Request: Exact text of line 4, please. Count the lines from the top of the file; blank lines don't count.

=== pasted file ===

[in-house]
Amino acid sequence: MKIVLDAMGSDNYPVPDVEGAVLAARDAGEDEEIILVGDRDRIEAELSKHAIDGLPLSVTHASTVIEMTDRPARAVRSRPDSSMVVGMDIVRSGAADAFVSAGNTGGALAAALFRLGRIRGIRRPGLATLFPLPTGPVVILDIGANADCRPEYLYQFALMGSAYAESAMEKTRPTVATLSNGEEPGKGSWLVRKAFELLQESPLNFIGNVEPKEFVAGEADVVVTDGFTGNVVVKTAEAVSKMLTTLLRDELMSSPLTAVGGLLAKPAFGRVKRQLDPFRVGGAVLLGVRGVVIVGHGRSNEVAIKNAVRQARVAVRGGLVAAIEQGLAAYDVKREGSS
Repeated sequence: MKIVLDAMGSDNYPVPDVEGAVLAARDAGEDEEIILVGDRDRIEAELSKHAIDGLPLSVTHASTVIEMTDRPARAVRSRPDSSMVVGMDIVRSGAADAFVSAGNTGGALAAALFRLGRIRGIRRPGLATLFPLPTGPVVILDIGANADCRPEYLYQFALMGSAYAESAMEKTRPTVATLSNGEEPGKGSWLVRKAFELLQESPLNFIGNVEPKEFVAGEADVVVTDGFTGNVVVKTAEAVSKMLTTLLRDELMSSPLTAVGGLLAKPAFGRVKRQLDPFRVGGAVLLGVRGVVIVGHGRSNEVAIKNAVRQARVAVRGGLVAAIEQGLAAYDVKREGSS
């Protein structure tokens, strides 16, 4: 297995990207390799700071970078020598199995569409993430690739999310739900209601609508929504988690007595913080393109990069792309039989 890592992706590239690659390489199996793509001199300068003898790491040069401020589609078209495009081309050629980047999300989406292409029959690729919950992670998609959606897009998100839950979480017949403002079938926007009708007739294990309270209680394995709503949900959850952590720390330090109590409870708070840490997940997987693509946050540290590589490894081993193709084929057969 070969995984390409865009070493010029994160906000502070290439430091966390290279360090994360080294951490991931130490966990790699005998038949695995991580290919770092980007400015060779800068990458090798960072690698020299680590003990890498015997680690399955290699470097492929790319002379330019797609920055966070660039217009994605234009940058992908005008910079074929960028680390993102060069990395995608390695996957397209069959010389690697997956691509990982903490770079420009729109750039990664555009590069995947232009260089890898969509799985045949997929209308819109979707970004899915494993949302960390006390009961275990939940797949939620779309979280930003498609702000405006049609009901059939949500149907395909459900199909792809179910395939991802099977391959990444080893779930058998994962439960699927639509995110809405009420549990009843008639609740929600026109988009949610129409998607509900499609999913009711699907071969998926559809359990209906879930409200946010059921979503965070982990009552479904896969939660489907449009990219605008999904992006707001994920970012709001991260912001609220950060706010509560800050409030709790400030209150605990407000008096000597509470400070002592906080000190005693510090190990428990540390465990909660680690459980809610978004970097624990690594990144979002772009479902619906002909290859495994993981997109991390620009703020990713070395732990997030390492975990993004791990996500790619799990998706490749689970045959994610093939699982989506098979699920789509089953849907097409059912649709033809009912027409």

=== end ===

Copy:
């Protein structure tokens, strides 16, 4: 297995990207390799700071970078020598199995569409993430690739999310739900209601609508929504988690007595913080393109990069792309039989 890592992706590239690659390489199996793509001199300068003898790491040069401020589609078209495009081309050629980047999300989406292409029959690729919950992670998609959606897009998100839950979480017949403002079938926007009708007739294990309270209680394995709503949900959850952590720390330090109590409870708070840490997940997987693509946050540290590589490894081993193709084929057969 070969995984390409865009070493010029994160906000502070290439430091966390290279360090994360080294951490991931130490966990790699005998038949695995991580290919770092980007400015060779800068990458090798960072690698020299680590003990890498015997680690399955290699470097492929790319002379330019797609920055966070660039217009994605234009940058992908005008910079074929960028680390993102060069990395995608390695996957397209069959010389690697997956691509990982903490770079420009729109750039990664555009590069995947232009260089890898969509799985045949997929209308819109979707970004899915494993949302960390006390009961275990939940797949939620779309979280930003498609702000405006049609009901059939949500149907395909459900199909792809179910395939991802099977391959990444080893779930058998994962439960699927639509995110809405009420549990009843008639609740929600026109988009949610129409998607509900499609999913009711699907071969998926559809359990209906879930409200946010059921979503965070982990009552479904896969939660489907449009990219605008999904992006707001994920970012709001991260912001609220950060706010509560800050409030709790400030209150605990407000008096000597509470400070002592906080000190005693510090190990428990540390465990909660680690459980809610978004970097624990690594990144979002772009479902619906002909290859495994993981997109991390620009703020990713070395732990997030390492975990993004791990996500790619799990998706490749689970045959994610093939699982989506098979699920789509089953849907097409059912649709033809009912027409």